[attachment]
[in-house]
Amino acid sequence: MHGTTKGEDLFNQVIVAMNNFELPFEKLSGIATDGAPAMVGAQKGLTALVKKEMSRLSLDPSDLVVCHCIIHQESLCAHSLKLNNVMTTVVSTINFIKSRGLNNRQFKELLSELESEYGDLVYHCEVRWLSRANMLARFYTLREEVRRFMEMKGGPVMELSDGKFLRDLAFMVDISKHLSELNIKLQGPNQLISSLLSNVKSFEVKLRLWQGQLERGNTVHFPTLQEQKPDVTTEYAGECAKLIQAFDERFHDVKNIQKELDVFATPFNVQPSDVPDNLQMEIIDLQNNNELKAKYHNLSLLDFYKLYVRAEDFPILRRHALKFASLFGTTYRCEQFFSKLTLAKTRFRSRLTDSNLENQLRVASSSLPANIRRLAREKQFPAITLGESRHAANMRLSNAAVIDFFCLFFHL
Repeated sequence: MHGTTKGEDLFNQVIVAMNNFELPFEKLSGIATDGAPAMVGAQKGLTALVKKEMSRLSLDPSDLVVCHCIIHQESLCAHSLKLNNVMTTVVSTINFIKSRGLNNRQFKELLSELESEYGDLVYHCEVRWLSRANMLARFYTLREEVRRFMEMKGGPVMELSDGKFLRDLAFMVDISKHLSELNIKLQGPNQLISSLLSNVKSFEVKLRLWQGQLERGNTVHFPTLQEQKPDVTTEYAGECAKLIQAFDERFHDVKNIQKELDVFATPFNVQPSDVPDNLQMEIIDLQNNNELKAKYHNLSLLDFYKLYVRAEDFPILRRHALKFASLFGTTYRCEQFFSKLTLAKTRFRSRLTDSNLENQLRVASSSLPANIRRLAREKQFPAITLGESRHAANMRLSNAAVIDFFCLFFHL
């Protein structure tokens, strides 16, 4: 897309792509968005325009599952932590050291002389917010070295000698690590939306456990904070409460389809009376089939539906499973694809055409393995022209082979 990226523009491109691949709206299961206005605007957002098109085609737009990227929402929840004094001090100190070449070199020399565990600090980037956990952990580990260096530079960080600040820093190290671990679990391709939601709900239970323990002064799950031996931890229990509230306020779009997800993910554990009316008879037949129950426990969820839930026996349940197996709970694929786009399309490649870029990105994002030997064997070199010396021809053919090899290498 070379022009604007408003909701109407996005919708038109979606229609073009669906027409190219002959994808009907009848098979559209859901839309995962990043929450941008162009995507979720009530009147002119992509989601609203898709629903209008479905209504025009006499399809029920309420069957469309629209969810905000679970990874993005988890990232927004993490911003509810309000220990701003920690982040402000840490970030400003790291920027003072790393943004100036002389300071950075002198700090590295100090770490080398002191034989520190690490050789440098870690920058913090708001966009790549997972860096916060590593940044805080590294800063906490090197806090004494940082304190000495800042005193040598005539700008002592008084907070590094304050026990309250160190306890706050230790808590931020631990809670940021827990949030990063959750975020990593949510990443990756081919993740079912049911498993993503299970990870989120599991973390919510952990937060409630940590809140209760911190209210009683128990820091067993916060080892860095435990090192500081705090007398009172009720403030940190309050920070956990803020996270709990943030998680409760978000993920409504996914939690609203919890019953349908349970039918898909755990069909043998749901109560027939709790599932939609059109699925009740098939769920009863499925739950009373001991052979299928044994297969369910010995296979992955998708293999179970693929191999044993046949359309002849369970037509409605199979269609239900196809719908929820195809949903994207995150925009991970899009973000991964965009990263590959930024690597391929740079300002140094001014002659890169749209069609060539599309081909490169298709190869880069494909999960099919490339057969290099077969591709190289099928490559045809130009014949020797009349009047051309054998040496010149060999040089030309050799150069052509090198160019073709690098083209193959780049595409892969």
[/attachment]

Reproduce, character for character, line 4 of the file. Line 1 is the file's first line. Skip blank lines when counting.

């Protein structure tokens, strides 16, 4: 897309792509968005325009599952932590050291002389917010070295000698690590939306456990904070409460389809009376089939539906499973694809055409393995022209082979 990226523009491109691949709206299961206005605007957002098109085609737009990227929402929840004094001090100190070449070199020399565990600090980037956990952990580990260096530079960080600040820093190290671990679990391709939601709900239970323990002064799950031996931890229990509230306020779009997800993910554990009316008879037949129950426990969820839930026996349940197996709970694929786009399309490649870029990105994002030997064997070199010396021809053919090899290498 070379022009604007408003909701109407996005919708038109979606229609073009669906027409190219002959994808009907009848098979559209859901839309995962990043929450941008162009995507979720009530009147002119992509989601609203898709629903209008479905209504025009006499399809029920309420069957469309629209969810905000679970990874993005988890990232927004993490911003509810309000220990701003920690982040402000840490970030400003790291920027003072790393943004100036002389300071950075002198700090590295100090770490080398002191034989520190690490050789440098870690920058913090708001966009790549997972860096916060590593940044805080590294800063906490090197806090004494940082304190000495800042005193040598005539700008002592008084907070590094304050026990309250160190306890706050230790808590931020631990809670940021827990949030990063959750975020990593949510990443990756081919993740079912049911498993993503299970990870989120599991973390919510952990937060409630940590809140209760911190209210009683128990820091067993916060080892860095435990090192500081705090007398009172009720403030940190309050920070956990803020996270709990943030998680409760978000993920409504996914939690609203919890019953349908349970039918898909755990069909043998749901109560027939709790599932939609059109699925009740098939769920009863499925739950009373001991052979299928044994297969369910010995296979992955998708293999179970693929191999044993046949359309002849369970037509409605199979269609239900196809719908929820195809949903994207995150925009991970899009973000991964965009990263590959930024690597391929740079300002140094001014002659890169749209069609060539599309081909490169298709190869880069494909999960099919490339057969290099077969591709190289099928490559045809130009014949020797009349009047051309054998040496010149060999040089030309050799150069052509090198160019073709690098083209193959780049595409892969």